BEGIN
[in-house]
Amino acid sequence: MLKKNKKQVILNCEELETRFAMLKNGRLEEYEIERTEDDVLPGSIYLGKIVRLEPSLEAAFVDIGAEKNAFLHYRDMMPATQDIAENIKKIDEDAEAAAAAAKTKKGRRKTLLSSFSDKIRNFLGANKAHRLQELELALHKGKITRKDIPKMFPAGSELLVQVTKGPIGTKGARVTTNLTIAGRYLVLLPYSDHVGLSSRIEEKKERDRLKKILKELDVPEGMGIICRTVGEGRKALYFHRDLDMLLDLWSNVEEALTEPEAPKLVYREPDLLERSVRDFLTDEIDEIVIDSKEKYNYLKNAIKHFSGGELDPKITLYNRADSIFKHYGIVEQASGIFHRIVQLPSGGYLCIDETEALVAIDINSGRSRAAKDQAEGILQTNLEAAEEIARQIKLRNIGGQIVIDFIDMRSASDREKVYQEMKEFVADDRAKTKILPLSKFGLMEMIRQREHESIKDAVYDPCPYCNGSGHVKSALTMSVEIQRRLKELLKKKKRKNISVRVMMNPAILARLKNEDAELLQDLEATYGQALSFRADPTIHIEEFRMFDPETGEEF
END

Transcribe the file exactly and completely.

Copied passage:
[in-house]
Amino acid sequence: MLKKNKKQVILNCEELETRFAMLKNGRLEEYEIERTEDDVLPGSIYLGKIVRLEPSLEAAFVDIGAEKNAFLHYRDMMPATQDIAENIKKIDEDAEAAAAAAKTKKGRRKTLLSSFSDKIRNFLGANKAHRLQELELALHKGKITRKDIPKMFPAGSELLVQVTKGPIGTKGARVTTNLTIAGRYLVLLPYSDHVGLSSRIEEKKERDRLKKILKELDVPEGMGIICRTVGEGRKALYFHRDLDMLLDLWSNVEEALTEPEAPKLVYREPDLLERSVRDFLTDEIDEIVIDSKEKYNYLKNAIKHFSGGELDPKITLYNRADSIFKHYGIVEQASGIFHRIVQLPSGGYLCIDETEALVAIDINSGRSRAAKDQAEGILQTNLEAAEEIARQIKLRNIGGQIVIDFIDMRSASDREKVYQEMKEFVADDRAKTKILPLSKFGLMEMIRQREHESIKDAVYDPCPYCNGSGHVKSALTMSVEIQRRLKELLKKKKRKNISVRVMMNPAILARLKNEDAELLQDLEATYGQALSFRADPTIHIEEFRMFDPETGEEF